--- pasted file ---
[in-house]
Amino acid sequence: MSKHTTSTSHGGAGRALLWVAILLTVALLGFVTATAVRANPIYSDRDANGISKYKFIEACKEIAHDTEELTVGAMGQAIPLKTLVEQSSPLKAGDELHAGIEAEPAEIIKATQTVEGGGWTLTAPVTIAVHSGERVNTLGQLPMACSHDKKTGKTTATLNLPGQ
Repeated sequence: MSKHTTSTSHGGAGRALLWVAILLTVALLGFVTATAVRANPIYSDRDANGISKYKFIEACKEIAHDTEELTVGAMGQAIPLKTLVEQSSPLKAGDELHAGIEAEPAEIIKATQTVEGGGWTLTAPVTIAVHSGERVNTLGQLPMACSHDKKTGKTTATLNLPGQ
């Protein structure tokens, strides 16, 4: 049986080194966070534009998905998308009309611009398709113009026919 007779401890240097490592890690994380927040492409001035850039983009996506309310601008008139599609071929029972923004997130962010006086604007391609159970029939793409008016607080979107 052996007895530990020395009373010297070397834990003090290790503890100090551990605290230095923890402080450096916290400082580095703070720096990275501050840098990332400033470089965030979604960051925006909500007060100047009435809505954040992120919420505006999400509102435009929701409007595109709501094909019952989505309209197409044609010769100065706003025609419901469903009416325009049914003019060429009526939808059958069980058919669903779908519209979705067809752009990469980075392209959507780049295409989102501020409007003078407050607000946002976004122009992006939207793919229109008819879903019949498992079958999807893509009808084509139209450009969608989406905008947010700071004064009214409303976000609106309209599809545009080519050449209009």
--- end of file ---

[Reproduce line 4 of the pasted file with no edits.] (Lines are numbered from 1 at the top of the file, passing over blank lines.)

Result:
């Protein structure tokens, strides 16, 4: 049986080194966070534009998905998308009309611009398709113009026919 007779401890240097490592890690994380927040492409001035850039983009996506309310601008008139599609071929029972923004997130962010006086604007391609159970029939793409008016607080979107 052996007895530990020395009373010297070397834990003090290790503890100090551990605290230095923890402080450096916290400082580095703070720096990275501050840098990332400033470089965030979604960051925006909500007060100047009435809505954040992120919420505006999400509102435009929701409007595109709501094909019952989505309209197409044609010769100065706003025609419901469903009416325009049914003019060429009526939808059958069980058919669903779908519209979705067809752009990469980075392209959507780049295409989102501020409007003078407050607000946002976004122009992006939207793919229109008819879903019949498992079958999807893509009808084509139209450009969608989406905008947010700071004064009214409303976000609106309209599809545009080519050449209009």